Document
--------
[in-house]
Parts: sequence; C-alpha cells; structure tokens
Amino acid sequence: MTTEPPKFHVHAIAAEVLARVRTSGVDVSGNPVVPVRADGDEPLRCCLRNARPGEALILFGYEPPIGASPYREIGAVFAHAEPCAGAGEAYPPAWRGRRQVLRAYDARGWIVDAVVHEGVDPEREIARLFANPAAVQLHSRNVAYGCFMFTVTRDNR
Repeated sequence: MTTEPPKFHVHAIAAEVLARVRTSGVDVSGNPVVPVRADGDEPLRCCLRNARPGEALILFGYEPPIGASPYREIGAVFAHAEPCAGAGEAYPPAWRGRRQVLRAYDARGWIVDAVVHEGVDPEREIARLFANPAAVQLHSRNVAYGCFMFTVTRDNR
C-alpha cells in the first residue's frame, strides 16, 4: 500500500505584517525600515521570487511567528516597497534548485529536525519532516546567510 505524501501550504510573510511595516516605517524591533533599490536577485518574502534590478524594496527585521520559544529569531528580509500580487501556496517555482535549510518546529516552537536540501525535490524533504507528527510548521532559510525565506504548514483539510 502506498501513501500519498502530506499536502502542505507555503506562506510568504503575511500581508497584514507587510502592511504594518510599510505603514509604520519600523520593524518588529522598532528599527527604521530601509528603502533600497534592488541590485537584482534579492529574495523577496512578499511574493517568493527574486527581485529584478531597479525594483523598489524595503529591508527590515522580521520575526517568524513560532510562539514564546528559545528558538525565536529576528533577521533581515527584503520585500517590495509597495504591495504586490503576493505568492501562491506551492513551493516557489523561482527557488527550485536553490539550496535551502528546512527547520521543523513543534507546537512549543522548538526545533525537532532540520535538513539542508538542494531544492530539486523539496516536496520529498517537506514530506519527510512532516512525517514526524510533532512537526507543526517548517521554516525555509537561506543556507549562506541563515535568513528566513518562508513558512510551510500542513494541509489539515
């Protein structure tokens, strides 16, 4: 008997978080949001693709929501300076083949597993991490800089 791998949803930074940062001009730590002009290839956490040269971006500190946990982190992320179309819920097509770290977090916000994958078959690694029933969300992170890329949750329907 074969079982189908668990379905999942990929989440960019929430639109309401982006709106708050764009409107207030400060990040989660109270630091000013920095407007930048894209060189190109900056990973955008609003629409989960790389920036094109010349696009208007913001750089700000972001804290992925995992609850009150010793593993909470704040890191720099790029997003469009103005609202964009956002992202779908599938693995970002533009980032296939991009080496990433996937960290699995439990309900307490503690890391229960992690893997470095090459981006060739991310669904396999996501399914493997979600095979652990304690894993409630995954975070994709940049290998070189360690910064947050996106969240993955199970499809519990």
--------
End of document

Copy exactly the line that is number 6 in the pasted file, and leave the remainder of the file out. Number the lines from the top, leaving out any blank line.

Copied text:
């Protein structure tokens, strides 16, 4: 008997978080949001693709929501300076083949597993991490800089 791998949803930074940062001009730590002009290839956490040269971006500190946990982190992320179309819920097509770290977090916000994958078959690694029933969300992170890329949750329907 074969079982189908668990379905999942990929989440960019929430639109309401982006709106708050764009409107207030400060990040989660109270630091000013920095407007930048894209060189190109900056990973955008609003629409989960790389920036094109010349696009208007913001750089700000972001804290992925995992609850009150010793593993909470704040890191720099790029997003469009103005609202964009956002992202779908599938693995970002533009980032296939991009080496990433996937960290699995439990309900307490503690890391229960992690893997470095090459981006060739991310669904396999996501399914493997979600095979652990304690894993409630995954975070994709940049290998070189360690910064947050996106969240993955199970499809519990």